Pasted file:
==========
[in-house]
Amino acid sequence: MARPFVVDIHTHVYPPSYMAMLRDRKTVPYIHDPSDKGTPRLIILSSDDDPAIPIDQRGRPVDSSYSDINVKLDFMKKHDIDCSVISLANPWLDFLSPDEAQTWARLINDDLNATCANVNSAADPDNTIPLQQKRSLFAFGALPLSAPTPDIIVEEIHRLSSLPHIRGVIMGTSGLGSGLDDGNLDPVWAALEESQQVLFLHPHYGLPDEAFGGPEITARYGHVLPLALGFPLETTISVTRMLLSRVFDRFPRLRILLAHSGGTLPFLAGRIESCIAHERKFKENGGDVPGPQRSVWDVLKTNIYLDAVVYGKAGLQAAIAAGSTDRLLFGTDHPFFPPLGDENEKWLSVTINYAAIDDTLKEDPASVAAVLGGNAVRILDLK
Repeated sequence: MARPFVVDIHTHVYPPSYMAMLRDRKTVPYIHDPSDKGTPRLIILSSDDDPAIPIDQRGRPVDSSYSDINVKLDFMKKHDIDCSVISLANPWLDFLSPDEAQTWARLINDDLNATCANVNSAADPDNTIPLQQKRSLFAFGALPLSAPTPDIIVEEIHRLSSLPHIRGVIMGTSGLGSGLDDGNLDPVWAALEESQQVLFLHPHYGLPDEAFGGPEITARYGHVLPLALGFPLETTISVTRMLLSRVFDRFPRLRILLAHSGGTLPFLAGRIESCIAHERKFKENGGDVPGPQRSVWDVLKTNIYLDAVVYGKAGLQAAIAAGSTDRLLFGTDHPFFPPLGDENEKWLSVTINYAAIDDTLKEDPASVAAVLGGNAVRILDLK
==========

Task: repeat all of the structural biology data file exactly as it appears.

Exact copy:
[in-house]
Amino acid sequence: MARPFVVDIHTHVYPPSYMAMLRDRKTVPYIHDPSDKGTPRLIILSSDDDPAIPIDQRGRPVDSSYSDINVKLDFMKKHDIDCSVISLANPWLDFLSPDEAQTWARLINDDLNATCANVNSAADPDNTIPLQQKRSLFAFGALPLSAPTPDIIVEEIHRLSSLPHIRGVIMGTSGLGSGLDDGNLDPVWAALEESQQVLFLHPHYGLPDEAFGGPEITARYGHVLPLALGFPLETTISVTRMLLSRVFDRFPRLRILLAHSGGTLPFLAGRIESCIAHERKFKENGGDVPGPQRSVWDVLKTNIYLDAVVYGKAGLQAAIAAGSTDRLLFGTDHPFFPPLGDENEKWLSVTINYAAIDDTLKEDPASVAAVLGGNAVRILDLK
Repeated sequence: MARPFVVDIHTHVYPPSYMAMLRDRKTVPYIHDPSDKGTPRLIILSSDDDPAIPIDQRGRPVDSSYSDINVKLDFMKKHDIDCSVISLANPWLDFLSPDEAQTWARLINDDLNATCANVNSAADPDNTIPLQQKRSLFAFGALPLSAPTPDIIVEEIHRLSSLPHIRGVIMGTSGLGSGLDDGNLDPVWAALEESQQVLFLHPHYGLPDEAFGGPEITARYGHVLPLALGFPLETTISVTRMLLSRVFDRFPRLRILLAHSGGTLPFLAGRIESCIAHERKFKENGGDVPGPQRSVWDVLKTNIYLDAVVYGKAGLQAAIAAGSTDRLLFGTDHPFFPPLGDENEKWLSVTINYAAIDDTLKEDPASVAAVLGGNAVRILDLK